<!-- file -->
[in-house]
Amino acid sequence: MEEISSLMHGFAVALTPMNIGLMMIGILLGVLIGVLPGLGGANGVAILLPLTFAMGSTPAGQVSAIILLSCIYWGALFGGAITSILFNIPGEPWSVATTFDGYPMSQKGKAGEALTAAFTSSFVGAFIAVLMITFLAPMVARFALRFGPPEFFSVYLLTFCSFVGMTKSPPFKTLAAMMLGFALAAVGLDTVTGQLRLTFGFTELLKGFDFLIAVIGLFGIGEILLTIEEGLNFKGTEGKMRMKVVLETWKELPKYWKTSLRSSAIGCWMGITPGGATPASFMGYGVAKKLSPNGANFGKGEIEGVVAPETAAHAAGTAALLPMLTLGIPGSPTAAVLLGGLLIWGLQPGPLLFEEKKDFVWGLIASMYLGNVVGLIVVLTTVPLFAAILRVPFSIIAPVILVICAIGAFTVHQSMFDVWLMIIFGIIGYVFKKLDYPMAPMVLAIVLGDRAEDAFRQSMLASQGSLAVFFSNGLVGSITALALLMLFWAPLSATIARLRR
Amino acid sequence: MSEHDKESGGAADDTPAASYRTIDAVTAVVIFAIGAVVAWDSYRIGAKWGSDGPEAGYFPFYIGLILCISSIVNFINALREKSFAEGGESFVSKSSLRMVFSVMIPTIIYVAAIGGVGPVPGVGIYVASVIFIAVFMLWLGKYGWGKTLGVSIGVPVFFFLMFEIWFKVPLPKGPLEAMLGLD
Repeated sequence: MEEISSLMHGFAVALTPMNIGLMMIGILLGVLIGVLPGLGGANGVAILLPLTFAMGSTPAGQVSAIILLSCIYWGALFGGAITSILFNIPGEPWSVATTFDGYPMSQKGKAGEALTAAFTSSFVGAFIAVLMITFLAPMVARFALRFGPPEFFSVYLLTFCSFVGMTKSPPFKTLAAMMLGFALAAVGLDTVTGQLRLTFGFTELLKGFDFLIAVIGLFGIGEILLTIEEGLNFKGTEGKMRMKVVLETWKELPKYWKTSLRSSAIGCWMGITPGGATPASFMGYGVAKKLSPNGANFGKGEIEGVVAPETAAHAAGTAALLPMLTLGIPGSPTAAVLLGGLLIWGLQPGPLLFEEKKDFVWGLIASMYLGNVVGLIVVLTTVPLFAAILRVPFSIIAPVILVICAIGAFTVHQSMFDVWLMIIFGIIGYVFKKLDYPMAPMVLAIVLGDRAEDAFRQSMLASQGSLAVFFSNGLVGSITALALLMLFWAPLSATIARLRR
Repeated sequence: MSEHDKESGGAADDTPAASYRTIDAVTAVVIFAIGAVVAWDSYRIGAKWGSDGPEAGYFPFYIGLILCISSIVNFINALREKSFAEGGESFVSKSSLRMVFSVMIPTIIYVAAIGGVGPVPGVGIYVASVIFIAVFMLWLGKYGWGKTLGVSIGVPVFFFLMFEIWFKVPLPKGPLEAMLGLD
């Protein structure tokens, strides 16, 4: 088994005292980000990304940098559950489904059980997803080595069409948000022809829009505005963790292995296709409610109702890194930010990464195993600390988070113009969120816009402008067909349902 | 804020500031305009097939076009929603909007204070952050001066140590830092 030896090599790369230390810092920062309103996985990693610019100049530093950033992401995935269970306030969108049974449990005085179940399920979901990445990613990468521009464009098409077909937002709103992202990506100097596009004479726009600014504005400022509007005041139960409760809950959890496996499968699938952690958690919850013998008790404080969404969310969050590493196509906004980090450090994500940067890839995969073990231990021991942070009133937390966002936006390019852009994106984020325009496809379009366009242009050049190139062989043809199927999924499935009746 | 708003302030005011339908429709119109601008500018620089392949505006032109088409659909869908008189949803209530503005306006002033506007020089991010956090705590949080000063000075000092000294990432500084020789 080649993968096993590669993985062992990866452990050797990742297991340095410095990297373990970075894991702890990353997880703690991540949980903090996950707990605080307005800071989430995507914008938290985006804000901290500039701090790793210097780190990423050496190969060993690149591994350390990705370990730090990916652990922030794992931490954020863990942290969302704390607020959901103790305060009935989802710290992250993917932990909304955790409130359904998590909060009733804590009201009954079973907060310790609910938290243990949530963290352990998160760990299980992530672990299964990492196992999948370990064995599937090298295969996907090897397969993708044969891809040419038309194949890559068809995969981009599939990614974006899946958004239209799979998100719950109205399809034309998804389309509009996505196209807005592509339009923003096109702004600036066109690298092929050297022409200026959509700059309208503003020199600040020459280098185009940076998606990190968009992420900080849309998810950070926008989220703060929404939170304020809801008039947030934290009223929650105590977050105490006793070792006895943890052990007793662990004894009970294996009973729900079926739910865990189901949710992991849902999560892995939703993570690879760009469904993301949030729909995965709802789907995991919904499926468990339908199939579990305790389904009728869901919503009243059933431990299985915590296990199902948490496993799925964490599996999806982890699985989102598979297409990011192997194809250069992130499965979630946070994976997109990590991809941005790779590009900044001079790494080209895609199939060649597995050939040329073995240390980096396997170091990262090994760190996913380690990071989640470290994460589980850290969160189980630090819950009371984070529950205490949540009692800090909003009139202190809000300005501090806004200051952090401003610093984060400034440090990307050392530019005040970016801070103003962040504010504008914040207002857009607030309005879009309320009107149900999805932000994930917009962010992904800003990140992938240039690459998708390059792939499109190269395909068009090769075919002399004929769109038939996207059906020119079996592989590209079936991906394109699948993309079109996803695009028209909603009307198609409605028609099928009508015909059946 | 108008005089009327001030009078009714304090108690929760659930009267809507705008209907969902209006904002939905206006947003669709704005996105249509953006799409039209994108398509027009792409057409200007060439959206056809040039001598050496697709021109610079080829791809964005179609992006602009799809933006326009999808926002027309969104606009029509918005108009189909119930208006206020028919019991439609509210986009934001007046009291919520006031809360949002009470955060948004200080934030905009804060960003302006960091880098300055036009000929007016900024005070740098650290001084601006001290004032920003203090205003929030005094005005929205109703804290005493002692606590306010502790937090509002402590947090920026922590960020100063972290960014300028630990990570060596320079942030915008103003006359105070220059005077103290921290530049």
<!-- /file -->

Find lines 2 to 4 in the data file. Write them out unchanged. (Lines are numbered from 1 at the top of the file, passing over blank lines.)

Amino acid sequence: MEEISSLMHGFAVALTPMNIGLMMIGILLGVLIGVLPGLGGANGVAILLPLTFAMGSTPAGQVSAIILLSCIYWGALFGGAITSILFNIPGEPWSVATTFDGYPMSQKGKAGEALTAAFTSSFVGAFIAVLMITFLAPMVARFALRFGPPEFFSVYLLTFCSFVGMTKSPPFKTLAAMMLGFALAAVGLDTVTGQLRLTFGFTELLKGFDFLIAVIGLFGIGEILLTIEEGLNFKGTEGKMRMKVVLETWKELPKYWKTSLRSSAIGCWMGITPGGATPASFMGYGVAKKLSPNGANFGKGEIEGVVAPETAAHAAGTAALLPMLTLGIPGSPTAAVLLGGLLIWGLQPGPLLFEEKKDFVWGLIASMYLGNVVGLIVVLTTVPLFAAILRVPFSIIAPVILVICAIGAFTVHQSMFDVWLMIIFGIIGYVFKKLDYPMAPMVLAIVLGDRAEDAFRQSMLASQGSLAVFFSNGLVGSITALALLMLFWAPLSATIARLRR
Amino acid sequence: MSEHDKESGGAADDTPAASYRTIDAVTAVVIFAIGAVVAWDSYRIGAKWGSDGPEAGYFPFYIGLILCISSIVNFINALREKSFAEGGESFVSKSSLRMVFSVMIPTIIYVAAIGGVGPVPGVGIYVASVIFIAVFMLWLGKYGWGKTLGVSIGVPVFFFLMFEIWFKVPLPKGPLEAMLGLD
Repeated sequence: MEEISSLMHGFAVALTPMNIGLMMIGILLGVLIGVLPGLGGANGVAILLPLTFAMGSTPAGQVSAIILLSCIYWGALFGGAITSILFNIPGEPWSVATTFDGYPMSQKGKAGEALTAAFTSSFVGAFIAVLMITFLAPMVARFALRFGPPEFFSVYLLTFCSFVGMTKSPPFKTLAAMMLGFALAAVGLDTVTGQLRLTFGFTELLKGFDFLIAVIGLFGIGEILLTIEEGLNFKGTEGKMRMKVVLETWKELPKYWKTSLRSSAIGCWMGITPGGATPASFMGYGVAKKLSPNGANFGKGEIEGVVAPETAAHAAGTAALLPMLTLGIPGSPTAAVLLGGLLIWGLQPGPLLFEEKKDFVWGLIASMYLGNVVGLIVVLTTVPLFAAILRVPFSIIAPVILVICAIGAFTVHQSMFDVWLMIIFGIIGYVFKKLDYPMAPMVLAIVLGDRAEDAFRQSMLASQGSLAVFFSNGLVGSITALALLMLFWAPLSATIARLRR